Since the 1960s, pit closures across Britain that resulted from the National Coal Board’s (NCB) attempts to become profitable saw many collieries and communities become victims of degeneration. The closures increased during the premiership of Prime Minister Margaret Thatcher during the 1980s. These closures meant that miners who were previously reliant on the coal mines for employment did not necessarily continue to work within their communities. This was especially true within South Wales. For example, miners located in the Cynon and Rhondda Valleys had to travel to Lady Windsor (Ynysybwl) or Merthyr Tydfil for work after the closures of their local pits. The closure of Deep Dyffryn Colliery in the Cynon Valley in 1979 marked the start of a trend of increased polarisation of community and work life. As men were increasingly beginning to work outside of their own communities, women were beginning to realise that if the collieries closed, their communities would be devastated and that the solidarity that characterised community responses to earlier disputes such as in 1972 and 1974 would vanish. The women also acknowledged that an increasing amount of jobs losses were made across other industries. For example, British Steel Corporation, which had sites across South Wales, had shed 15,000 jobs by the early 1980s. This meant that they and their families were more heavily dependent on coal. As a result of contraction in the coal industry, many women had part time jobs especially in domestic areas such as childcare and schools. Consequently, they were seen to take on more ‘traditional’ roles. Their recollections evidently demonstrated their conformity to these traditional roles, although it must be noted that this was not true for all women in the coalfield.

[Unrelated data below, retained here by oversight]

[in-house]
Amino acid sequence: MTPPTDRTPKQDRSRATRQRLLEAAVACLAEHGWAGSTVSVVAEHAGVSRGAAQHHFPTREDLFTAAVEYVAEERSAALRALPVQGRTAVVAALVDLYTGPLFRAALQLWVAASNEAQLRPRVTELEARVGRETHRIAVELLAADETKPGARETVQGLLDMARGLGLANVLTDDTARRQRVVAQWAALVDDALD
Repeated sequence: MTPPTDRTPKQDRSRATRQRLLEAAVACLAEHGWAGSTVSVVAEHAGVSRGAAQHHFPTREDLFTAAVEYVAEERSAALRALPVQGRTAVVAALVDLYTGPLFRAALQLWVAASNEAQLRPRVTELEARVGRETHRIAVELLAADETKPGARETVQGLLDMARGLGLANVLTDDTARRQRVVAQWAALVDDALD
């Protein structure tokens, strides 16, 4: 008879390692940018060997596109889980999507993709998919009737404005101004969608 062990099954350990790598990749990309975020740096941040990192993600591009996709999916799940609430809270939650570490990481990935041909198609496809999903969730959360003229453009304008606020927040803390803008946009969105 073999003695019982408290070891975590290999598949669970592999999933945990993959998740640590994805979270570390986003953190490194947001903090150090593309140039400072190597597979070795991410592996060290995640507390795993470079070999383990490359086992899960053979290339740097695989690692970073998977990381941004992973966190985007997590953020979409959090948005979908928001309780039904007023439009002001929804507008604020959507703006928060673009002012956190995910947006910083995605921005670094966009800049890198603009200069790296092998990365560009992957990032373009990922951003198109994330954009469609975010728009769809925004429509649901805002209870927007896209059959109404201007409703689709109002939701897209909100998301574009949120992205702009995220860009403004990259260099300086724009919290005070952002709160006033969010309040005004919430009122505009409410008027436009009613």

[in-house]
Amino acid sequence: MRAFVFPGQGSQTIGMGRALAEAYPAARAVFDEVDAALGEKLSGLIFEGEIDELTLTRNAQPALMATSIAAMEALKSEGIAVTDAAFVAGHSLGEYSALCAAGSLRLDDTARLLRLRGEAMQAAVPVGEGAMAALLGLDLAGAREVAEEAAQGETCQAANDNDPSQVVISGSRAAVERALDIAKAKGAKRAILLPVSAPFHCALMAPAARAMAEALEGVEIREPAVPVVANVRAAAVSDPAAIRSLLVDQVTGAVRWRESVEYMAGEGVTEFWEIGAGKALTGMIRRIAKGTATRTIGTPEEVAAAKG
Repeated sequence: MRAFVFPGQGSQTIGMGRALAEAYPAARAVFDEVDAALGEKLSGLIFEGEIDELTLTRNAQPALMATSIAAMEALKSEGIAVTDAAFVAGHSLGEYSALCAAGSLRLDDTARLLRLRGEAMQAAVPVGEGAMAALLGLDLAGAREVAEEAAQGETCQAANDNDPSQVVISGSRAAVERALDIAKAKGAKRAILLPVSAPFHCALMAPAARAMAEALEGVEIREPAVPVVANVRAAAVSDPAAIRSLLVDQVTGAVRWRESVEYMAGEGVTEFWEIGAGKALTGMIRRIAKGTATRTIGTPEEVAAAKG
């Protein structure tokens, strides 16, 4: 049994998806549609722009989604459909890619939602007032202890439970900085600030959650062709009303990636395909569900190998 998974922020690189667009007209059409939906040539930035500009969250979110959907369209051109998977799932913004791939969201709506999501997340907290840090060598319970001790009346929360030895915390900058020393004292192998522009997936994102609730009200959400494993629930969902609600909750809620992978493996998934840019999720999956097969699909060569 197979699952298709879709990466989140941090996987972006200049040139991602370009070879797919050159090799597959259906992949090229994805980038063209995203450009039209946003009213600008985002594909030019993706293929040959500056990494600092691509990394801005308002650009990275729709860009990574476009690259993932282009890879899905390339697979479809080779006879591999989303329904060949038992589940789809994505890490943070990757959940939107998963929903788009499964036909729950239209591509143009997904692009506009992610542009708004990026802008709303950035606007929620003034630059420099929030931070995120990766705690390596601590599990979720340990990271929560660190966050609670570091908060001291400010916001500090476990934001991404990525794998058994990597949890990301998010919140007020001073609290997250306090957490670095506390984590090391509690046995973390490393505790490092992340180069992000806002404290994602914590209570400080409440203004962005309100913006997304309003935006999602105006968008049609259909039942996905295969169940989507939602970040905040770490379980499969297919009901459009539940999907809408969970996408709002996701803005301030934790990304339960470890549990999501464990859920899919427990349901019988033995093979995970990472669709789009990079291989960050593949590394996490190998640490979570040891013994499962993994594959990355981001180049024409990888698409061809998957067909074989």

The scarred coalfaces across South Wales hide any indication that the valleys’ culture, geography and history are intrinsically and intimately linked to coal. Collieries played a fundamental role in Welsh valleys community life. Throughout Welsh history, coal became increasingly important as it provided many residents employment and financial security when no other alternatives were available. This in turn, enabled communities to become more cohesive, and this is said to be to be one of the most striking features about support in South Wales during the strike. The landscape of the valleys meant that it was difficult for residents to seek out jobs further afield, either in cars or on public transport. Apart from collieries in the eastern side of the coalfield near Cardiff (where alternative employment opportunities were available), coal mining gave residents in the valleys foundations upon which to build their communities. The South Wales coalfield extended from the east side of Wales including mining villages such as Pontypool, through to Merthyr Tydfil to Cynheidre and Pembrokeshire in the West. As these valleys were closely associated with mining and many women played central roles in these communities, this marks the boundaries of the proposed research.